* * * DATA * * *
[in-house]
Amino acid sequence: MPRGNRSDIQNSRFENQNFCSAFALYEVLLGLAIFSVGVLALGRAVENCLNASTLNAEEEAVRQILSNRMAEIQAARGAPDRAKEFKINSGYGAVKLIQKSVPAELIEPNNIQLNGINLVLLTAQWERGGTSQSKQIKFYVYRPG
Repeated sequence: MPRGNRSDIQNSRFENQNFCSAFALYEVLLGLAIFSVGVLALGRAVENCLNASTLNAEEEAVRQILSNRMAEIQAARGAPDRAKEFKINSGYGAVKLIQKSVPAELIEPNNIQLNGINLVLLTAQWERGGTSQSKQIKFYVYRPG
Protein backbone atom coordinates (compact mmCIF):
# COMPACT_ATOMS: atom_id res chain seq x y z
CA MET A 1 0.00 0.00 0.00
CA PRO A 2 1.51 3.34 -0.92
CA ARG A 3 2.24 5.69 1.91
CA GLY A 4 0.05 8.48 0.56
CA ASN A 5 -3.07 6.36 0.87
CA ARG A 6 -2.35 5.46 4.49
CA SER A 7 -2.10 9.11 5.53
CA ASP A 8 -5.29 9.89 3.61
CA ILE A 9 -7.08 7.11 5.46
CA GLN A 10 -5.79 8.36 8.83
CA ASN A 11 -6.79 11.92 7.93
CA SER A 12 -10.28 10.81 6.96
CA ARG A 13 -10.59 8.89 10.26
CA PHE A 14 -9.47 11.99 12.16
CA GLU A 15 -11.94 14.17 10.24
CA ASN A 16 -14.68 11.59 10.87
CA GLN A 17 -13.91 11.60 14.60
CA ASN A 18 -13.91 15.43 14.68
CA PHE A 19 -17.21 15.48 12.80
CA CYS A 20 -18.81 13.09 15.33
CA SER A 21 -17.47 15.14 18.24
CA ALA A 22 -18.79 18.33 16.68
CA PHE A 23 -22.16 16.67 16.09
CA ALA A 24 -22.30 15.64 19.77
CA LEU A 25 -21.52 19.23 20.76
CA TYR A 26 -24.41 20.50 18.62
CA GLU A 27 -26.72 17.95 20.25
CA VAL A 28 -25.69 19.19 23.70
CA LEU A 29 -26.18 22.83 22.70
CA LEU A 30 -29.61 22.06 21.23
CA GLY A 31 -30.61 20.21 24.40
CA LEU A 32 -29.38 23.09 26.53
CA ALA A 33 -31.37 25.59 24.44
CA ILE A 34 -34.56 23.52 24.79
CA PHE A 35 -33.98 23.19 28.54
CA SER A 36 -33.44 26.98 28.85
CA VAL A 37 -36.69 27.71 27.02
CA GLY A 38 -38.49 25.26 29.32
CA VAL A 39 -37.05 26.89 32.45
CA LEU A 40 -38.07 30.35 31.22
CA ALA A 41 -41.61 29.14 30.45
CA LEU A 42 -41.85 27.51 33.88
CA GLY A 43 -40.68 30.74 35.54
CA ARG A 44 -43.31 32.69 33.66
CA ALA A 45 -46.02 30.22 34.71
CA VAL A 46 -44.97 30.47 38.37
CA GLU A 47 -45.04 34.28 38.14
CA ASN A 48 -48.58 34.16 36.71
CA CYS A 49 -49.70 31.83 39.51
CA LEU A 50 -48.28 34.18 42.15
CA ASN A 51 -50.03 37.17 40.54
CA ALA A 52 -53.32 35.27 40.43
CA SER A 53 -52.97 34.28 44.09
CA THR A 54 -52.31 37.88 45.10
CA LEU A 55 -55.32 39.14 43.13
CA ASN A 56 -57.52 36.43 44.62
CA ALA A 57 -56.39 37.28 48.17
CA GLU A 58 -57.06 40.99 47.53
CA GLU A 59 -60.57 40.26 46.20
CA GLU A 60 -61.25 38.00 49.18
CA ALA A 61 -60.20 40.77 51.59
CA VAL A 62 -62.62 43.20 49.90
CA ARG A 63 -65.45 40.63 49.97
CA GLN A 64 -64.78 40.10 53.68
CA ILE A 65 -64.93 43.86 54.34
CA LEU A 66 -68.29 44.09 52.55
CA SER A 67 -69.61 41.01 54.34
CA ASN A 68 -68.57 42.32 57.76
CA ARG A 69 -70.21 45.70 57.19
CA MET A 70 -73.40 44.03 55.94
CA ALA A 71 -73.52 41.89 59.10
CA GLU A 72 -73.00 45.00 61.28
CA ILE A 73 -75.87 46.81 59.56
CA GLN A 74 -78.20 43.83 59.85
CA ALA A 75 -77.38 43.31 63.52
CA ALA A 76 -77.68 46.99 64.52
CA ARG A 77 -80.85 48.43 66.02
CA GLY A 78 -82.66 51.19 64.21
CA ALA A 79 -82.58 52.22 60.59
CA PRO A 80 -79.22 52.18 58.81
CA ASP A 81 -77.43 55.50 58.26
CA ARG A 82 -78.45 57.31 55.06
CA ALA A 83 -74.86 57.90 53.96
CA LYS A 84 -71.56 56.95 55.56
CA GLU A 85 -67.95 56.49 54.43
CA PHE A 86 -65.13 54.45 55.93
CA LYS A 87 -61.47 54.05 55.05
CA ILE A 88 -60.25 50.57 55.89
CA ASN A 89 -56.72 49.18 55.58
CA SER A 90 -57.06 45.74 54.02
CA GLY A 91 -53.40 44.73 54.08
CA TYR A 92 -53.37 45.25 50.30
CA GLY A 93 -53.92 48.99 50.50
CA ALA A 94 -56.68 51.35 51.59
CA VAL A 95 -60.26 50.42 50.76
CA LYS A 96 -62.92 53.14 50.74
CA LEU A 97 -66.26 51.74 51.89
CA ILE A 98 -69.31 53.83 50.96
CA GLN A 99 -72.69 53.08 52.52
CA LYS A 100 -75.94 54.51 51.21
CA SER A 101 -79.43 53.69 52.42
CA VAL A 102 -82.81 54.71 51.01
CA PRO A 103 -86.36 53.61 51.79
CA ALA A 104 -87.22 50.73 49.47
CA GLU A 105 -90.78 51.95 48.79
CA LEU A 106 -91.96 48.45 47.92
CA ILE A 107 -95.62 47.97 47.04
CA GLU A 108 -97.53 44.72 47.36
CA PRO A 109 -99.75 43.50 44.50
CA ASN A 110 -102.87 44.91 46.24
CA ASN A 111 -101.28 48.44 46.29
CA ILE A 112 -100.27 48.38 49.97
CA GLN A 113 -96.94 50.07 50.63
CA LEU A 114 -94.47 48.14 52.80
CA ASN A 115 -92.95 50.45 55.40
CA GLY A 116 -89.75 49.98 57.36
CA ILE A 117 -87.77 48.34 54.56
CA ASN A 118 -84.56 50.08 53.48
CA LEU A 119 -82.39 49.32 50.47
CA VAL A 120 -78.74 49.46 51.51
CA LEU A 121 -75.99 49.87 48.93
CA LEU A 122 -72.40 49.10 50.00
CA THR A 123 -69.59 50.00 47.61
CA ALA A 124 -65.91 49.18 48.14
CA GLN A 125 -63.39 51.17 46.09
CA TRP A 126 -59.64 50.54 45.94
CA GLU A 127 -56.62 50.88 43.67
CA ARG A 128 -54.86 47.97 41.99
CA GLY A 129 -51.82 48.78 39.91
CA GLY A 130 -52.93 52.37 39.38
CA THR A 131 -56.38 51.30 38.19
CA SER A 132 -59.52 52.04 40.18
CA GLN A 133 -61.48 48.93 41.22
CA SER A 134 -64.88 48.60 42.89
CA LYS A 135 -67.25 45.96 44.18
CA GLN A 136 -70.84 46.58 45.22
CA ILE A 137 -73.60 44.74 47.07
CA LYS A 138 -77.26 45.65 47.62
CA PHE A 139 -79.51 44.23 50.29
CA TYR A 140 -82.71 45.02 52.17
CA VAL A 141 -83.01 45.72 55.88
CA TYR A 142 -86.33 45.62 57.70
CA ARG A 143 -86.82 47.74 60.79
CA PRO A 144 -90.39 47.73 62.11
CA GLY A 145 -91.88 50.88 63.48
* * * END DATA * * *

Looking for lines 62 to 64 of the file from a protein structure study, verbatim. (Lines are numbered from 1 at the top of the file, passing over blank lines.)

CA ALA A 57 -56.39 37.28 48.17
CA GLU A 58 -57.06 40.99 47.53
CA GLU A 59 -60.57 40.26 46.20